Sunday 26 January 2020

Letters to the Editor: 'We must remember there were atrocities on all sides'

Crowds gather at the GPO after the Easter Rising. Photo: Mansell/Time & Life Pictures/Getty Images
Crowds gather at the GPO after the Easter Rising. Photo: Mansell/Time & Life Pictures/Getty Images
Letters to the Editor

Letters to the Editor

I believe the events between 1916 and 1922 should be seen for what they were from all perspectives.

In the past, our history was airbrushed to give glory to the 1916 Rising and subsequent Independence. I believe this was wrong, as these events impacted strongly on people, families and communities. Let us not forget there were atrocities on all sides.

It is disappointing that, in what appears to be an inclusive and tolerant 2020 society, we appear unable to remember the harsh reality of rebellion and evil deeds. This commemoration has the potential for this to occur without glorification. Lest we forget!

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Joe Harrison

Spanish Point, Co Clare


Minister fails to understand nature of his proposal

Finally bowing to public opinion, the minister for justice, Mr Charlie Flanagan, has cancelled the planned commemoration of the Royal Irish Constabulary (RIC) and the Dublin Metropolitan Police (DMP), who were killed in action during the period of the Irish War of Independence.

 It seems, however, that the minister continues to misunderstand the controversial nature of his original proposal.  The RIC was an illegitimate paramilitary police force, which took up arms against its own democratically elected Irish government.

The election in question took place in December 1918 and resulted in Sinn Féin winning over 70% of all seats on the island of Ireland. Subsequently, Dáil Eireann was formally established in January 1919.

Britain refused to recognise the mandate of the Irish people and employed the RIC to hunt down the elected representatives and their lightly armed guards. A war of unequal forces was thereby unleashed upon the people. (Though unarmed, the DMP worked hand in glove throughout the period in question with the RIC, the Black and Tans and the Auxiliary police).

So far the minister for justice has had nothing at all to say about the real police heroes of the conflict, such as the poorly-armed republican police force. Nor has he mentioned the heroic RIC mutineers of Listowel in June 1920 – and the hundreds of other RIC throughout the country who followed their example. These men sacrificed their careers rather than ‘commit murder’ (the words of Constable Jeremiah Mee, police leader at Listowel barracks).

Billy Fitzpatrick,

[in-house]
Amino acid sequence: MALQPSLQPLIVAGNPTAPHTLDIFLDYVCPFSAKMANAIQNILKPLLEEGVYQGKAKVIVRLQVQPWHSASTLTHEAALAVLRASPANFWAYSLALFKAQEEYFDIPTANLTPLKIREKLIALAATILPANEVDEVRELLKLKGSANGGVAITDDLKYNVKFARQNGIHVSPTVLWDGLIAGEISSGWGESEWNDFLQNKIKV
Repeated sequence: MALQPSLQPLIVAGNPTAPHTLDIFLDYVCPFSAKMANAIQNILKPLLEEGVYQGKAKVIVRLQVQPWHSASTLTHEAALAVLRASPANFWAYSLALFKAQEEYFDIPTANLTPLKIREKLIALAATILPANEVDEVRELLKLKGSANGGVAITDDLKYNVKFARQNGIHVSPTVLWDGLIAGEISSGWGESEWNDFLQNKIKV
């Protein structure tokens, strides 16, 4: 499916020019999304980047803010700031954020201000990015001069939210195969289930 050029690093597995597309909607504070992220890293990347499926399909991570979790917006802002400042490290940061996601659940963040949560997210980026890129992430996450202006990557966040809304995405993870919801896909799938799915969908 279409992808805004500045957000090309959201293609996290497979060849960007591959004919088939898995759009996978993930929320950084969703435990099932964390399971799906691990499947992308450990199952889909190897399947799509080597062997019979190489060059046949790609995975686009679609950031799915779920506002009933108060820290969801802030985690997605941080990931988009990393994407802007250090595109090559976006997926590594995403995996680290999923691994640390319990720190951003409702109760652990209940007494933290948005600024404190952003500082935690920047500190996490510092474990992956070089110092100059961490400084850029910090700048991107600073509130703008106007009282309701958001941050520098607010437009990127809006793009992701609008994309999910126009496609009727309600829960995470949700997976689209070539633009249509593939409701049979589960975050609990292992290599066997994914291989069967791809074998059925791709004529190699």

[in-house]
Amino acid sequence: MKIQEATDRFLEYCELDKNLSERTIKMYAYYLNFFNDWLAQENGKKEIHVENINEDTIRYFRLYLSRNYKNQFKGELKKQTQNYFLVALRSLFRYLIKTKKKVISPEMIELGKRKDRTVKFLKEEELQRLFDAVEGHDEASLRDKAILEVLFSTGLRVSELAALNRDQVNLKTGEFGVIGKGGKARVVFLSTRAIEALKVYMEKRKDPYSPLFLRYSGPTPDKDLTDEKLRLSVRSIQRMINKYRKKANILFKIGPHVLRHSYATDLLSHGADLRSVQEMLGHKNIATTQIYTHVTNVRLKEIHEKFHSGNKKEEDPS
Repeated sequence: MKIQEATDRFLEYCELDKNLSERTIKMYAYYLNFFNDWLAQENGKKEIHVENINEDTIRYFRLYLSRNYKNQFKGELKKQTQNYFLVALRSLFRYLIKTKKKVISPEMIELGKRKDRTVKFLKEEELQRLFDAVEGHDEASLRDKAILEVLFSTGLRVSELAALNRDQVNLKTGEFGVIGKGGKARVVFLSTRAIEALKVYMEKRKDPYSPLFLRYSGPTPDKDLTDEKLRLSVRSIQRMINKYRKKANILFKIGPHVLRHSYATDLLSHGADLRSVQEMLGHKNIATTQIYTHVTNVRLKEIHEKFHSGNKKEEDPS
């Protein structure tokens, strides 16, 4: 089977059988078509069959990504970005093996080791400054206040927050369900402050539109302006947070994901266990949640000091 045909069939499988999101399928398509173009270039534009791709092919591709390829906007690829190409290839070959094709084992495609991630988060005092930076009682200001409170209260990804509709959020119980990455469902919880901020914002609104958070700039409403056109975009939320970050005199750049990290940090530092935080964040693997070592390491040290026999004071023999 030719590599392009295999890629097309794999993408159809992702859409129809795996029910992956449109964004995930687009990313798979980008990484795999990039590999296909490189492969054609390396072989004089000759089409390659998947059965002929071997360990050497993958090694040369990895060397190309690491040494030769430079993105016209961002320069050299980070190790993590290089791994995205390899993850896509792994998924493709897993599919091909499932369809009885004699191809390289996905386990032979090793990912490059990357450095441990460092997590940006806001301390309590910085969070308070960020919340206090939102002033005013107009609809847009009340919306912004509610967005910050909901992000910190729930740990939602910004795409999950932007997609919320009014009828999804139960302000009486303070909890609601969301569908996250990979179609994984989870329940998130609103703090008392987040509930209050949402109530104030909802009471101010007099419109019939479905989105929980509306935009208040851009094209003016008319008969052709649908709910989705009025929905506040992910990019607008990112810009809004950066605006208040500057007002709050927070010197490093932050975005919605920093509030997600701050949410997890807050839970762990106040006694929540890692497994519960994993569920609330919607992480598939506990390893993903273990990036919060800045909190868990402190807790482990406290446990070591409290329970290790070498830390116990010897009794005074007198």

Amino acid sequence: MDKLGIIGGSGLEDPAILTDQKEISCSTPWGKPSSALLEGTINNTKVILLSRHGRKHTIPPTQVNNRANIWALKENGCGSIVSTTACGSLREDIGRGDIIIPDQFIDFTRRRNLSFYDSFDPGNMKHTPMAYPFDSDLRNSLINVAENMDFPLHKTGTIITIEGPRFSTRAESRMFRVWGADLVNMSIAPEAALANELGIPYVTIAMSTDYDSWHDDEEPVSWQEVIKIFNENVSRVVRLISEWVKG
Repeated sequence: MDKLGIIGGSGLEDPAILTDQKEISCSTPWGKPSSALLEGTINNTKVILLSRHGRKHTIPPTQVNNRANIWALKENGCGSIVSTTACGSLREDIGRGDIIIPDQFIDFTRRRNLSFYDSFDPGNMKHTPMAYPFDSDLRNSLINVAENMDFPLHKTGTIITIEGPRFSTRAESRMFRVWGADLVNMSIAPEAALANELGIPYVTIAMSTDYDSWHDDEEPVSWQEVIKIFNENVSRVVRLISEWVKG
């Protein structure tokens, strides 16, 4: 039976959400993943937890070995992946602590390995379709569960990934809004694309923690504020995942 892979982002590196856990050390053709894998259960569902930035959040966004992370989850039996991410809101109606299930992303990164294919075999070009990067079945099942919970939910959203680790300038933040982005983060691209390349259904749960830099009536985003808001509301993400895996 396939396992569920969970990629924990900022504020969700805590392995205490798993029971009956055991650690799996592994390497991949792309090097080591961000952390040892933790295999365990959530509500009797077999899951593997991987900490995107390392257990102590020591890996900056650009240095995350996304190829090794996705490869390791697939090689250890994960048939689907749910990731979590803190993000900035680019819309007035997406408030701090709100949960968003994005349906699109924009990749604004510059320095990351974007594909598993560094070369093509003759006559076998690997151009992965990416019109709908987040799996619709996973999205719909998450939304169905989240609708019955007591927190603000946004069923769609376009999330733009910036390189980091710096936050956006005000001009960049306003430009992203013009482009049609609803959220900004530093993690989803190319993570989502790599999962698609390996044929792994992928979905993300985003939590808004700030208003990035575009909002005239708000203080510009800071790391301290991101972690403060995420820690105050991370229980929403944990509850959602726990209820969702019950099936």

Terenure, Dublin 6W


Trump looks more likely to follow Clinton than Obama

I hope Donald Trump hasn’t been talking to Hillary Clinton, who said in 2008: “I want the Iranians to know that if I’m the president, we will attack Iran [if it attacks Israel]. We would be able to totally obliterate them.”

Barack Obama dismissed her rhetoric as sabre-rattling. Trump is no Obama.

Dr John Doherty

Vienna, Austria


Let’s stick to the English,  not American, language

While I generally find John Downing’s articles insightful, his use – or maybe it is an Irish Independent style choice – of the American date format is irksome, writing the month first, followed by the day.

While many might feel we are culturally closer to Boston than Birmingham, we have been using, for the most part, British English conventions in writing and speech.

Alas, and perhaps inevitably given the US’s global influence, the Americanisation of our English appears to have grown considerably over the last generation or so. Note, as another manifestation, the widespread use of ‘gotten’ as the past participle of ‘get’, uttered by adolescents in North American tones.

In these turbulent times, let’s not further alienate ourselves from our nearest neighbour. After all, the English did lovingly give us the language, didn’t they?

Brendan Corrigan

Bogotá, Colombia


Use Nama funds and land to build more low-cost housing

Instead of giving the money to the Government – fraught with danger with an election looming – Nama should be told to use the money to build a mix of houses for sale at cost or below on land it controls.

For social housing this is a no-brainer, and to produce private housing at cost would go some way to undermining an overheated market hugely influenced by the cost of land, heavily invested and hoarded, another scandal the Government claims to be addressing – with a feather duster.

This is our money and the “early risers” have paid through the nose for it since the visit from the Troika. Is there some reason for the Government’s tardiness in addressing the housing market – is it worried that every homeless person in the EU is waiting in the wings? Or is it like the last government, still in the palm of developers?

Dr Michael Foley

Rathmines, Dublin

Irish Independent

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